The remaining items on the list fall generally into the category of “implementation details”. They ought to be “private” dependencies of your crate. For example, you may use methods from FutureExt internally, but you don’t require other crates to use them; similarly you may join! futures internally, but that is not something that would show up in a function signature.

the futures crate is really a facade

One thing you’ll notice if you look more closely at the futures crate is that it is in fact composed of a number of smaller crates. The futures crate itself simply ’re-exports’ items from these other crates:

The goal of this facade is to permit things to evolve without forcing semver-incompatible changes. For example, if the AsyncRead trait should evolve, we might be forced to issue a new major version of futures-io and thus ultimately issue a new futures release (say, 0.4). However, the version number of futures-core remains unchanged. This means that if your crate only depends on the Stream trait, it will be interoperable across both futures 0.3 and 0.4, since both of those versions are in fact re-exporting the same Stream trait (from futures-core, whose version has not changed).

In fact, if you are a library crate, it probably behooves you to avoid depending on the futures crate at all, and instead to declare finer-grained dependencies; this will make it very clear whe you need to declare a new semver release yourself.

cramertj: the best place for “standard” traits is in std

So, background aside, let me return to my discussion with cramertj. One of the points that cramertj is that the only “truly standard” place for a trait to live is libstd. Therefore, cramertj feels like the next logical step for traits like Stream or AsyncRead is to start moving them into the standard library. Once they are there, this would be the strongest possible signal that people can rely on them not to change.

we can move to libstd without breakage

You may be wondering what it would mean if we moved one of the traits from the futures crate into libstd – would things in the ecosystem that are currently using futures have to update? The answer is no, not necessarily.

Presuming that some trait from futures is moved wholesale into libstd (i.e., without any modification), then it is possible for us to simply issue a new minor version of the futures crate (and the appropriate subcrate). This new minor version would change from defining a trait (say, Stream) to re-exporting the version from std.

As a concrete example, if we moved AsyncRead from futures-io to libstd (as cramertj advocates for later on), then we would issue a 0.3.2 release of futures-io. This release would replace trait AsyncRead with a pub use that re-exports AsyncRead from std. Now, any crate in the ecosystem that previously depended on 0.3.1 can be transparently upgraded to 0.3.2 (it’s a semver-compatibly change, after all)1, and suddenly all references to AsyncRead would be referencing the version from std. (This is, in fact, exactly what happened with the futures trait; in 0.3.1., it is simply re-exported from libcore.)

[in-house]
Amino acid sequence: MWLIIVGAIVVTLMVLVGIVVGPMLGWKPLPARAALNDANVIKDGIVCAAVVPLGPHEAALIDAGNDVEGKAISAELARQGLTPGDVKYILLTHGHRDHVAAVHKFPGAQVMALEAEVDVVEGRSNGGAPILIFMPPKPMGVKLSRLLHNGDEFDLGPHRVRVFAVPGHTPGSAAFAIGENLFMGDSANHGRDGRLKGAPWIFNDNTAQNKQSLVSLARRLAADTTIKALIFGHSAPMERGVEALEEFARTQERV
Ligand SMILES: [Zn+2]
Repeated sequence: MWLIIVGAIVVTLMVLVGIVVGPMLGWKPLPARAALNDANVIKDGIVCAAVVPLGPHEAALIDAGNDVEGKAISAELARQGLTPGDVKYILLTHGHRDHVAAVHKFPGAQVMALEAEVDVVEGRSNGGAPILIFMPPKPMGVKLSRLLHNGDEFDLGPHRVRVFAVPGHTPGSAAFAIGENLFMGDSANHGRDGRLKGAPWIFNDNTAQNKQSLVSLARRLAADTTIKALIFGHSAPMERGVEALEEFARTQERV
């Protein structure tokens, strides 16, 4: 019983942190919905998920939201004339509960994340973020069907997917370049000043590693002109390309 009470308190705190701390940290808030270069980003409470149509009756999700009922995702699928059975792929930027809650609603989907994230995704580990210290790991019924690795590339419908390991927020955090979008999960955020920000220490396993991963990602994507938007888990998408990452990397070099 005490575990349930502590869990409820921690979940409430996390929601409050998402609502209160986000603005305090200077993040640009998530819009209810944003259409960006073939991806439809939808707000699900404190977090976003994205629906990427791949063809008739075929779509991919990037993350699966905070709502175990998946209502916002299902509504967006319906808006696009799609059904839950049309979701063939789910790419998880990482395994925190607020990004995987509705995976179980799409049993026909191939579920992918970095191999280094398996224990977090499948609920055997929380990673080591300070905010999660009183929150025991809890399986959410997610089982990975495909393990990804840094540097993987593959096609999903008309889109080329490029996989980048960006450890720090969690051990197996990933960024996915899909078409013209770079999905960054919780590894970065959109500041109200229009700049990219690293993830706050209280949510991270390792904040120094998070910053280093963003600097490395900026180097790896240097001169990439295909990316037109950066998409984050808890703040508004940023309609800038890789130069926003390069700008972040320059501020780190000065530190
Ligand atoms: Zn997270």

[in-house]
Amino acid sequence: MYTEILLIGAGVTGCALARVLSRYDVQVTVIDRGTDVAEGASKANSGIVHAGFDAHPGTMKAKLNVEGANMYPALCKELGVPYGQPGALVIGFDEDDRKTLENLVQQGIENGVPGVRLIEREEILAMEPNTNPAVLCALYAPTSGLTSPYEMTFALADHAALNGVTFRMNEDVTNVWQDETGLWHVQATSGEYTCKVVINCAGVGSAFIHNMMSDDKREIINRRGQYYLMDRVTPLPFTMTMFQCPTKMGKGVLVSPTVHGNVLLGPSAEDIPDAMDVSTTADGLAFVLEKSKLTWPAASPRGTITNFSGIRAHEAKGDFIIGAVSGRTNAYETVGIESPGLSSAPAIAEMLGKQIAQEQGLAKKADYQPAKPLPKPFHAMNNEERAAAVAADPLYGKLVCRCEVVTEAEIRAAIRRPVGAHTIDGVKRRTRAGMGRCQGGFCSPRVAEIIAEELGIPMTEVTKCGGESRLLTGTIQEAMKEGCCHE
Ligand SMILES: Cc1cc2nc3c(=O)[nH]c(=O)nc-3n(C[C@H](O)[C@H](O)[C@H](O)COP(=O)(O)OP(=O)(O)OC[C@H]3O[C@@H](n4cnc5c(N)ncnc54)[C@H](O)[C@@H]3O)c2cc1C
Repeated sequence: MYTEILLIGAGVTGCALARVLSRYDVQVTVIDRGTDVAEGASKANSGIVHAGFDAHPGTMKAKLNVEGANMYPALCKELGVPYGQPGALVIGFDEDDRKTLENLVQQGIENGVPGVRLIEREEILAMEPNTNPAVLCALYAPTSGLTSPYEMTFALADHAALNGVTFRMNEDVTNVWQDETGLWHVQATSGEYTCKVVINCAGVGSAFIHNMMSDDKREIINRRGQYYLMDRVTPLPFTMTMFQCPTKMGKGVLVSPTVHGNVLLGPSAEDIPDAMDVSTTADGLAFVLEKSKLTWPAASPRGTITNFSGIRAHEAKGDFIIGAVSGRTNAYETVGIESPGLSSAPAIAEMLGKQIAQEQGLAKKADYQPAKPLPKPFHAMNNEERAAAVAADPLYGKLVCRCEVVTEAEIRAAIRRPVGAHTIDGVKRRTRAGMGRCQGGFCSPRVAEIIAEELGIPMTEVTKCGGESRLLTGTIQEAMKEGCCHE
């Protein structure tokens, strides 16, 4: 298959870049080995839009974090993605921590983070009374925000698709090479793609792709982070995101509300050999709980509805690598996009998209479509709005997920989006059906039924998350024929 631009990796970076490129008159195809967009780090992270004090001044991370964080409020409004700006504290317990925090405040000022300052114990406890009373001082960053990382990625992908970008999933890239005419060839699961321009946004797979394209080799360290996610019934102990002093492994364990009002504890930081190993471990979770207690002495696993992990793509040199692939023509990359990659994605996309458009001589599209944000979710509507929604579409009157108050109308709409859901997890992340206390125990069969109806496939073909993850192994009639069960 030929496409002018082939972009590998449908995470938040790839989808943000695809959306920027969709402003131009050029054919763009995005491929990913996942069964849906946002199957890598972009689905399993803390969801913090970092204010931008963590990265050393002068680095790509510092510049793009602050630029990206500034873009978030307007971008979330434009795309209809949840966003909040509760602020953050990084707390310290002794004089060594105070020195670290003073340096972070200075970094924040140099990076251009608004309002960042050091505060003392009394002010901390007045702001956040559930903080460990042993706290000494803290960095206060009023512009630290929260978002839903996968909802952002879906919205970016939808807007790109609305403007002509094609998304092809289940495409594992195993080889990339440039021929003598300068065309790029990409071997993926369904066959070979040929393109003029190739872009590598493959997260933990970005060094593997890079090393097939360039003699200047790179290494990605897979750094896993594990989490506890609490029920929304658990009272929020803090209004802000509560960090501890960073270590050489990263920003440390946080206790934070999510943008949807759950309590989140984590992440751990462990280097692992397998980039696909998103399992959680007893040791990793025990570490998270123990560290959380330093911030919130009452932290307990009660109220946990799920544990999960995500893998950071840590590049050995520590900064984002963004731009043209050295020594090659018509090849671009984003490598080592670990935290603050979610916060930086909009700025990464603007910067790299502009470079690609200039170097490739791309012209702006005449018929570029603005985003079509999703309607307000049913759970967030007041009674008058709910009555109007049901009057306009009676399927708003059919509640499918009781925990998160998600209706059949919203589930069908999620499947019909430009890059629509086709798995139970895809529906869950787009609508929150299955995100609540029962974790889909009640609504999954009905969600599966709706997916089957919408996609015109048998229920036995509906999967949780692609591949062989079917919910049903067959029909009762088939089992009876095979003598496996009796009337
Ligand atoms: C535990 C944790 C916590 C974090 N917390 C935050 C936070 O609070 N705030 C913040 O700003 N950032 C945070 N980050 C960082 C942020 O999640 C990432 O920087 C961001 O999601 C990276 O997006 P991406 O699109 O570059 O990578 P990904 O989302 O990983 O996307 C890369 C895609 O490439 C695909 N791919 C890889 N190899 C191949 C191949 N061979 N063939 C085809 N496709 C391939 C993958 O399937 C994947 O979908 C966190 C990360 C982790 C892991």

on the extension traits

One of the interesting points that cramertj made, though not until later in the interview, is that when it comes to futures there are a number of “smaller design decisions” one might make when it comes to combinators. For example, consider a function like Stream::filter. As defined in the future crates, this function returns a “future to a boolean”, so it has a signature like:

impl FnMut(&Item) -> impl Future<Output = bool>

This is effectively an async closure; I’ll summarize what cramertj had to say about async closures in one of the upcoming blog posts. However, you might plausibly wish instead to have a signature that just returns a boolean directly, like so:

impl FnMut(&Item) -> bool

For this reason, cramertj felt that it may make sense not to add these sorts of utilities into the standard library (or at least not yet), and instead to leave those extension traits in “user space”. Maybe when we have more experience we’ll be able to say what the best definition would be for the standard library.

(If I may editorialize, I do think it’s important that we add these sorts of helper methods to std eventually; even if there’s no single best choice, we should make some decisions, because it’ll be quite annoying to force everything to pull in utility crates for simple things.)

upcoming posts

OK, that wraps it up for the first post. I have two more coming. In the next post, we’ll discuss the design of the Stream, AsyncRead, and AsyncWrite traits, and what we might want to change there. In the final post, we’ll discuss async closures.


There is a thread on the Rust users forum for this series.

  1. This change relies on the fact that cargo will generally not compile two distinct minor versions of a crate; so all crates that depend on 0.3.1 would be compiled against 0.3.2↩︎